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Showing 8 posts in Insurance Coverage.

Last week, the Commonwealth Court of Pennsylvania held in a unanimous decision that latent environmental property contamination triggered several comprehensive general liability (“CGL”) insurance policies despite the fact that the contamination was not discovered until at least a decade later. In doing so, the Court resolved a question left open by two earlier Pennsylvania Supreme Court decisions over whether latent property damage in “occurrence” policies is triggered at the time the damage occurs or when the damage first manifests itself.     Read More »

One of the finest lines that environmental attorneys walk is in protecting communications between counsel and a retained environmental consultant from disclosure in litigation.  In a recent case out of the Northern District of Indiana, Valley Forge Ins. Co. v. Hartford Iron & Metal, Inc., No. 1:14-cv-00006 (N.D. Ill. Apr. 14, 2017), the Court found that communications between counsel and consultants retained by the counsel  were not protected by the attorney-client privilege, in large part because the consultants also performed remedial work.  However, as the work was done "in anticipation of litigation" with, among others, the Indiana Department of Environmental Management (IDEM) and EPA, substantive communications were protected by the attorney work product doctrine.   Read More »

In the latest development in Olin Corporation v. Insurance Co. of North America, No. 1:84-CV-01968, (S.D.N.Y., 11/21/2016), a 30-plus year old case between plaintiff Olin Corporation (“Olin”) and its insurance provider, defendant Insurance Company of North America (“INA”), a judge of the Southern District Court of New York ultimately ordered the insurer to reimburse Olin $1.7 million for litigation costs it incurred in connection with a 2003 lawsuit concerning hazardous waste contamination at one of Olin’s properties originating in the 1950s. Read More »

As part of EPA’s investigation of a Superfund site, EPA typically issues a 104(e) information request to any person or entity that EPA believes to have information regarding release of hazardous substances at the site, including those that may be considered to be PRPs charged with the ultimate cleanup of the site.  Responding to a 104(e) request often requires the recipient to provide detailed responses regarding historical and current industrial operations, and can often set the stage for settlement negotiations with EPA and other PRPs regarding funding the investigation and remediation of the Superfund site. In an unpublished non-precedential opinion filed yesterday, the United States Court of Appeals for the Ninth Circuit ruled that receipt of a 104(e) information request for a Superfund site triggers an insurer’s duty to defend a policyholder for attorneys’ fees and related costs associated with responding to the request.   Read More »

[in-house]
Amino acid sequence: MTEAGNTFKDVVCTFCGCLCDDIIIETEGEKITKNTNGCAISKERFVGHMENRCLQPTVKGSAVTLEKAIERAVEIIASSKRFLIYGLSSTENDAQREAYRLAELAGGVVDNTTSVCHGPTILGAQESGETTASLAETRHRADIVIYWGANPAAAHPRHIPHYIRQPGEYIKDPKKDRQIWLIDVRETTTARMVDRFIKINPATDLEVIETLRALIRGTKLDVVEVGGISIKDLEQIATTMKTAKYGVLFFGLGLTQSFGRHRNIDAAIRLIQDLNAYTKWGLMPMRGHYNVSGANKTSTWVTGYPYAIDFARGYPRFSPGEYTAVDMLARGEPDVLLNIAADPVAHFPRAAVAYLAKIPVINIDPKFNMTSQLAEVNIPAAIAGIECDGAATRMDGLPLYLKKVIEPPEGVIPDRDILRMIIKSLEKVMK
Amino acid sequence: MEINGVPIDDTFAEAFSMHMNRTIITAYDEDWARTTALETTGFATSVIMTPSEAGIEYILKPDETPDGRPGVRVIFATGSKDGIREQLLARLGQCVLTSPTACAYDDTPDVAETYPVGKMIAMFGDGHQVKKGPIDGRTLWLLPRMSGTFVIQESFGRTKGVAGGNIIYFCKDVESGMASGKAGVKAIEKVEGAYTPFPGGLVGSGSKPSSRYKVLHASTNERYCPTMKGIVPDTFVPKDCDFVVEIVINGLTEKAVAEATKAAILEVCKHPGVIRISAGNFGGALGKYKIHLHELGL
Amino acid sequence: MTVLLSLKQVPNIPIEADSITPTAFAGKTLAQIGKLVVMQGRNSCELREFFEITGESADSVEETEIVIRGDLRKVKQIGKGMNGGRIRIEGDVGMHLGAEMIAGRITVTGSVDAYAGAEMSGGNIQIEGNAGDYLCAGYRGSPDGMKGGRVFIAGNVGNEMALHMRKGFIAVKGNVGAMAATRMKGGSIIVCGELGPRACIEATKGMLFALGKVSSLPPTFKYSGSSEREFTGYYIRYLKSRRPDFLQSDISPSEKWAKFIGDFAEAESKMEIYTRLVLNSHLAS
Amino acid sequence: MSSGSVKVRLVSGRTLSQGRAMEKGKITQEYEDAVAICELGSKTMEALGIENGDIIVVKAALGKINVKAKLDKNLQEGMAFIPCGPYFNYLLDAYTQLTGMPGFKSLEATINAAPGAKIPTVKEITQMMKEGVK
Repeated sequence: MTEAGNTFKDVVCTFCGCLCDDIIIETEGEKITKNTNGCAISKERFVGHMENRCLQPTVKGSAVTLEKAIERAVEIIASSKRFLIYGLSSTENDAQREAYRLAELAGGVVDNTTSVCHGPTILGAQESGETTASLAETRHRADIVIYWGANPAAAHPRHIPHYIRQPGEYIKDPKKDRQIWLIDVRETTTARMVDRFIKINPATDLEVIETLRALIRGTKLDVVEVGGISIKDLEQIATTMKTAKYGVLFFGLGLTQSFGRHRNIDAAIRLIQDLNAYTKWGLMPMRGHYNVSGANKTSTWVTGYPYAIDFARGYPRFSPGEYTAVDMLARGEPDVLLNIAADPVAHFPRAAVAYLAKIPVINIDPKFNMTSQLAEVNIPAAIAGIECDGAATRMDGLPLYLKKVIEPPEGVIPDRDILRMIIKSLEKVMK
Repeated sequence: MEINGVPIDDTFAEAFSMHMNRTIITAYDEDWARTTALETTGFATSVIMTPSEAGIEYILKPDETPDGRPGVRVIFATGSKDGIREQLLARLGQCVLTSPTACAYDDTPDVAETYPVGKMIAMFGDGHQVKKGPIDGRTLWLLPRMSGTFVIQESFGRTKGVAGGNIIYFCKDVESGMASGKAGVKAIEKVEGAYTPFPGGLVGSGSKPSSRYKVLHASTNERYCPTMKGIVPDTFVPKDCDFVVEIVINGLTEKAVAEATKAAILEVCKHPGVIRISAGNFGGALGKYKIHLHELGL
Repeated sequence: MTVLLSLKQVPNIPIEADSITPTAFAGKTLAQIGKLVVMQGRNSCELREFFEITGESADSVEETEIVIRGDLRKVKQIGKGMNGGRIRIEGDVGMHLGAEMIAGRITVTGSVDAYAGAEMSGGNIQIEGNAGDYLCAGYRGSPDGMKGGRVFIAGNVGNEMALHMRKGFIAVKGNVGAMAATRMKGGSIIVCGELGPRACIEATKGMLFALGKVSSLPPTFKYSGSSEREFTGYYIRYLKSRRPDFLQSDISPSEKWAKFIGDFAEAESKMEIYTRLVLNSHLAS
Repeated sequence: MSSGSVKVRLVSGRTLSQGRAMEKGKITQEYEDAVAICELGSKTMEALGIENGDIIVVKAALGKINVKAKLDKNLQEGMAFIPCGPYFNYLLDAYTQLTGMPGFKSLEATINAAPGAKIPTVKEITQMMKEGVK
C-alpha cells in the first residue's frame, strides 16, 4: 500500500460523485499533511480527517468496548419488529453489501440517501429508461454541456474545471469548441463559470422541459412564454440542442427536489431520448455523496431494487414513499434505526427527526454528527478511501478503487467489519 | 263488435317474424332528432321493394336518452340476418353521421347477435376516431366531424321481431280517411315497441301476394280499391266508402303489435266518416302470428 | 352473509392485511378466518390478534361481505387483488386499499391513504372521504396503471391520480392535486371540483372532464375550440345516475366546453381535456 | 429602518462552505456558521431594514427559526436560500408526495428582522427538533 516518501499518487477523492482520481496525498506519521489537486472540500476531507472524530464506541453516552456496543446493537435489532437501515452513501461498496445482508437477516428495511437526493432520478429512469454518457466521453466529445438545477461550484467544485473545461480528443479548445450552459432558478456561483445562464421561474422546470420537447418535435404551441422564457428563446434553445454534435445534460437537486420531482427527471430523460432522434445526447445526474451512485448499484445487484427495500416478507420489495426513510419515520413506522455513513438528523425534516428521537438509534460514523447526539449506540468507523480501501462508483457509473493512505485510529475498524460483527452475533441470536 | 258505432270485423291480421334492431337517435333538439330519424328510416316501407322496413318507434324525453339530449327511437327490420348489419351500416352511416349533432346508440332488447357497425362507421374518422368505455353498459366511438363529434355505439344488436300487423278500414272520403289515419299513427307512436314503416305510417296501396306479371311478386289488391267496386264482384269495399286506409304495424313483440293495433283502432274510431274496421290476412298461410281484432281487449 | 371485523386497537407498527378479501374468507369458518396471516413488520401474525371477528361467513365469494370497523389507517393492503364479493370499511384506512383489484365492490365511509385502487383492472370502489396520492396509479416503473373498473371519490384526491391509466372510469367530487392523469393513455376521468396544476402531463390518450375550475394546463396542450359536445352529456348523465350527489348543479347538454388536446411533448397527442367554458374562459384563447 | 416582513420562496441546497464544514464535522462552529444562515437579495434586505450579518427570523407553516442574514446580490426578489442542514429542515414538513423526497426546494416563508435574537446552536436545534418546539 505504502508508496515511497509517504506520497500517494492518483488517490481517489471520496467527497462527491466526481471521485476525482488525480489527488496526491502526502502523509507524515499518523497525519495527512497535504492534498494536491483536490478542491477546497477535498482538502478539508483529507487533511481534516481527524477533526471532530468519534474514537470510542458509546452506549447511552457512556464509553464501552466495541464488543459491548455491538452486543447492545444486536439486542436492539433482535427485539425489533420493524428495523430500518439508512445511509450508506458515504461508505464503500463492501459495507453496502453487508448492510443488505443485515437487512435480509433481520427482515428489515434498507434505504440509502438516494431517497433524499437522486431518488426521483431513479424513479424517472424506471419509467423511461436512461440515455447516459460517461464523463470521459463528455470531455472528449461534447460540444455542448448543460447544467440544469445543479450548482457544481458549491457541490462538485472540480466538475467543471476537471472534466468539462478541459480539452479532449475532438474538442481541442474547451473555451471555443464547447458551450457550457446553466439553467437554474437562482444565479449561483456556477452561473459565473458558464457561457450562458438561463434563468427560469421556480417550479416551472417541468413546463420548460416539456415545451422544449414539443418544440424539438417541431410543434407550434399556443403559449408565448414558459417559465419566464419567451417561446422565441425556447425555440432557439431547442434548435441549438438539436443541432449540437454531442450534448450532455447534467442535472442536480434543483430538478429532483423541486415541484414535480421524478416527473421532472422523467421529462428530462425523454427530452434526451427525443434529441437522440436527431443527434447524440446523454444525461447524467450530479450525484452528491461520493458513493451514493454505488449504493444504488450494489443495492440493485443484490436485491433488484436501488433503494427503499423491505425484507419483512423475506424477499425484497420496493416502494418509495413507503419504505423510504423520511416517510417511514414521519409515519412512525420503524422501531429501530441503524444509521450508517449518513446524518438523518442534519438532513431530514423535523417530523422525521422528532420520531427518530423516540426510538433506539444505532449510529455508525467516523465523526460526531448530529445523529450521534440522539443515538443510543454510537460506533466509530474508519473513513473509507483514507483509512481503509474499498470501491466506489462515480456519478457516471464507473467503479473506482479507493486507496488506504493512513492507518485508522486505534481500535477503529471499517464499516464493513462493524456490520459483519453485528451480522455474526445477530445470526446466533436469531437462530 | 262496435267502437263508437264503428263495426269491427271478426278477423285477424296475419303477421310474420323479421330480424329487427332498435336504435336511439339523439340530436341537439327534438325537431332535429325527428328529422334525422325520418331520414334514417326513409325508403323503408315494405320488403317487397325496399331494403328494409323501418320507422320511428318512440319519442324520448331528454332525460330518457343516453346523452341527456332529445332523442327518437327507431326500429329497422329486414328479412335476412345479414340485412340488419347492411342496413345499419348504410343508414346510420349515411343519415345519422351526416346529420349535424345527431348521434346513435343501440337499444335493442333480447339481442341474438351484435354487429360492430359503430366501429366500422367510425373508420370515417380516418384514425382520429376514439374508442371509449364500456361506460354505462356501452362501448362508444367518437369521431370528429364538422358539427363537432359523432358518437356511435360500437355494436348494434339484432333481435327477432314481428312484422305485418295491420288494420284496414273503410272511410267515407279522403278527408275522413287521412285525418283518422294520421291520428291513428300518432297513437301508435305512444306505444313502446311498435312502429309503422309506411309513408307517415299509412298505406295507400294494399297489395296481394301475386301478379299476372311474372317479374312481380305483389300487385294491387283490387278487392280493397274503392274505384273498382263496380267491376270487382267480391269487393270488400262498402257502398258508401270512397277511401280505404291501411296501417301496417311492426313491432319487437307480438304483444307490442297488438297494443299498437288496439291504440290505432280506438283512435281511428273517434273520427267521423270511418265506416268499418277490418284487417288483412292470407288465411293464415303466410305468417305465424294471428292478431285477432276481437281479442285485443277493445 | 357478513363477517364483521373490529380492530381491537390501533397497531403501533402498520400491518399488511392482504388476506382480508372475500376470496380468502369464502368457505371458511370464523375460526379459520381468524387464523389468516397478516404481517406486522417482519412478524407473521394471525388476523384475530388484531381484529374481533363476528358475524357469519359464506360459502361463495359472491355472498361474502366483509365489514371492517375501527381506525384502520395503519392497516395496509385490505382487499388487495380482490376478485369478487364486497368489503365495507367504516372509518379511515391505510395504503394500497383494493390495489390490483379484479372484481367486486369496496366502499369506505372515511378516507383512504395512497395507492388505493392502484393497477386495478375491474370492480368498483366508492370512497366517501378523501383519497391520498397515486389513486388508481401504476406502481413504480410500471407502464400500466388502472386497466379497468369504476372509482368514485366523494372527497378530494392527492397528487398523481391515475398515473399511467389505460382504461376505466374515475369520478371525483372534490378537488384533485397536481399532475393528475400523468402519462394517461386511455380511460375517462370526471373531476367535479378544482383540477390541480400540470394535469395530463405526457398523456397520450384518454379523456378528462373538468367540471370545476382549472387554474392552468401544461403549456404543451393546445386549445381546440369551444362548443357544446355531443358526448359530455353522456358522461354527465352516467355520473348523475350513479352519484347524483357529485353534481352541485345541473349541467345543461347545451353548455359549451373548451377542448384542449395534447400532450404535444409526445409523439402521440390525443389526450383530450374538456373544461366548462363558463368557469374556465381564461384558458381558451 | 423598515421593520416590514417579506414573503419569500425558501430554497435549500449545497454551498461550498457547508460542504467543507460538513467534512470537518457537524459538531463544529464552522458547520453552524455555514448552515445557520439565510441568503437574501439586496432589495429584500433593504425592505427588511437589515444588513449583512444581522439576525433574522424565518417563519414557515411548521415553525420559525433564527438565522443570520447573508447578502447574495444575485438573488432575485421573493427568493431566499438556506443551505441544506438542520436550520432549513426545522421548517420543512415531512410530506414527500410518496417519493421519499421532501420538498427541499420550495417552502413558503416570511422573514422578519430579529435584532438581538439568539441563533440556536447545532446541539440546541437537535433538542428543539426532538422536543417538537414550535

In New Jersey, a property owner affected by a release from an underground storage tank cannot succeed on a private nuisance or trespass action absent demonstration of the tank owner’s intentional, negligent or reckless conduct.  Moreover, neither the tank owner’s insurer’s agreement to remediate the affected property nor the migration of the leaked substance onto the affected property conveys the affected property owner third party beneficiary status such that the property owner can maintain a bad faith action against the insurance provider.  In Ross v. Lowitz, No. A-101-13 (N.J. Aug. 6, 2015), the New Jersey Supreme Court recently issued a decision narrowing the avenues to recovery of property owners affected by a release from a neighboring underground storage tank by clarifying these two rules. Read More »

An issue that insurers and industry have grappled with is whether a company can obtain environmental insurance coverage for costs to address violations of the Clean Air Act, when the costs at issue are aimed at curbing future air emissions, rather than remediating emissions that have already occurred.  Last week, one federal judge in Louisiana answered that question in the affirmative in La Gen Louisiana Gen. LLC, et al. v. Illinois Union Ins. Co., Dkt. No. 3:10-cv-00516 (M.D. La., Aug. 5, 2015).  Read More »

Often, the most important concern for a landowner facing a cost recovery action is not liability, but rather insurance coverage.  And then, the question may not be “is it covered” but “how much am I covered for?”  On August 9, 2012, the California Supreme Court issued its opinon in California v. Continental Insurance Co.. No. S170560 (Ca. Aug. 9, 2012), providing some comfort to parties locked in expensive clean-up battles. Read More »

The U.S. District Court for the Western District of Pennsylvania issued a short but important decision this week concerning the applicable statute of limitations under Pennsylvania law for an insurance carrier’s allegedly improper refusal to accept the defense of its insured.  Wiseman Oil Co., Inc. v. TIG Insurance Co., Civ. Action No. 011-1011 (W.D. Pa.), is an environmental insurance case brought against an insurer for breach of contract and bad faith for failure to defend a CERCLA action.  After answering the complaint, the defendant insurer filed a motion for judgment on the pleadings, arguing that the action – filed in 2011 after the insured entered into a Consent Decree to resolve the underlying litigation – was time-barred because the insured’s claims accrued in 2004, when the insurer initially refused to provide the insured with a defense. Read More »